Remote towers will improve air traffic safety

Remote towers will improve air traffic safety

The growing need for remote towers was one of the hot topics discussed at the Global Air Traffic Management (GATM) conference, held at Dubai Airshow 2019 on the 19 and 20 November.

The importance of collaboration across the industry was also a key theme, as delegates heard efficiency was improved when stakeholders, even competing airlines, collaborate with each other in decision making.

The conference was opened by Ibrahim Ahli, Deputy CEO, Dubai Air Navigation Services (dans), who highlighted the vital role of the industry in the day to day running of aviation: “Air traffic management is undoubtedly the backbone of aviation. Any disturbance in air traffic can result in a complete halt of operations within any airport environment,” he said.

Efficient air traffic management is particularly vital at Dubai International Airport (DXB), which saw its billionth passenger pass through in 2019, Ahli said. He added: “Despite the challenges around every corner, our mission is to deliver a seamless operation and a smooth flow of air traffic. None of this could be achieved without the synergy of all our stakeholders.”

Delegates also heard from experts from across the air traffic management industry, who explained how remote towers are already being utilised in a variety of situations amid a growing need for efficiency.

Norbert Haslacher, Chief Executive Officer, Frequentis, described how it had taken seven years from concept to implementation to place remote towers for Saarbrucken and Dresden Airports at Leipzig, 400km away, due to factors including regulation and union requirements.

Robert Graham, Head of Airport Research, Eurocontrol, said remote tower technology would be integrated as airports continue to expand, but, he said physical towers will still have a place at airports for some time to come.

“If we are going to add another runway, do we add another tower, or do we add a remote tower? We are into the world of hybrids, using the virtual tower technology to enhance the safety of the physical tower. I think we have not seen the end of physical towers yet, we are still going to have them for some time, particularly at the larger airports,” he said.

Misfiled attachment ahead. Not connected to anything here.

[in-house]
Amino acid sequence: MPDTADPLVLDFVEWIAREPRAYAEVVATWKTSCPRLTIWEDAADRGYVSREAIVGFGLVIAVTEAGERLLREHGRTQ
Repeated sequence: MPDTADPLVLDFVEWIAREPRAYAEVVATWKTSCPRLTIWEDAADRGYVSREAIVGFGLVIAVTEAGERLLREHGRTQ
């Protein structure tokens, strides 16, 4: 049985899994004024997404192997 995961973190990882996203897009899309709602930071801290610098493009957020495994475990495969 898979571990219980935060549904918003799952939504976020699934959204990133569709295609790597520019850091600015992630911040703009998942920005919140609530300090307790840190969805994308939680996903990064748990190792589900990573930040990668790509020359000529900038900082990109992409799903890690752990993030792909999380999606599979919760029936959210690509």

The spirit of collaboration was also highlighted by Kornél Szepessy, CEO of HungaroControl, who signed a deal with Farthan Guliyev, Director of Azeraeronavigation (AZANS) at Dubai Airshow. The two companies agreed to implement the Eurasia-Europe Digital Backbone, allowing for the exchange and storage of aeronautical data between them.

In a keynote speech on day one of the GATM conference, he said stakeholders need to work together. He said: “Closer collaboration between all businesses across the aviation value chain is needed. Only close partnership can deliver efficient cost-effective and seamless services to the common customers of the members of the aviation value chain.”

On day two of the conference, in a key panel discussion on transforming aviation with airport collaborative decision making, David Shomar, Vice President, Civil Security, Saab, said even airlines that are direct competitors need to work together for the sake of efficiency.

He described a strict queuing system instituted at JFK Airport, New York, which meant airlines had to adhere to 15-minute slots for aircraft pushback, to minimise time between push back and take off to prevent fuel wastage.

“If one airline sees there is an opening and they cheat and they go, the system breaks down,” he said, causing aircraft to have to wait, powering up and down, between push back and take off.

Data showed which airline had broken the pattern, he said, and reveals the extra time spent waiting for take off, so airlines then realise they all have to adhere to the system in order to be more efficient.

Delegates also heard how Saudi Arabia has pioneered ways to make the career of air traffic controller appealing.

Despite a global shortage of controllers, Haifa Hamedaldean, Transformation Project Manager, Saudi Air Navigation Services (SANS) said there was currently a 25 per cent surplus of qualified controllers in the kingdom, which had been done strategically to fulfil a future need in collaboration with the General Authority of Civil Aviation (GACA).

Rachel Sturgess, Portfolio Director for GATM, said: “This year’s Global Air Traffic Management (GATM) conference was a productive and insightful event, demonstrating the ways in which emergent technology can be assimilated into the industry to create greater efficiency. We look forward to welcoming key industry players again in 2021 to find more synergies towards creating the air traffic management of the future.”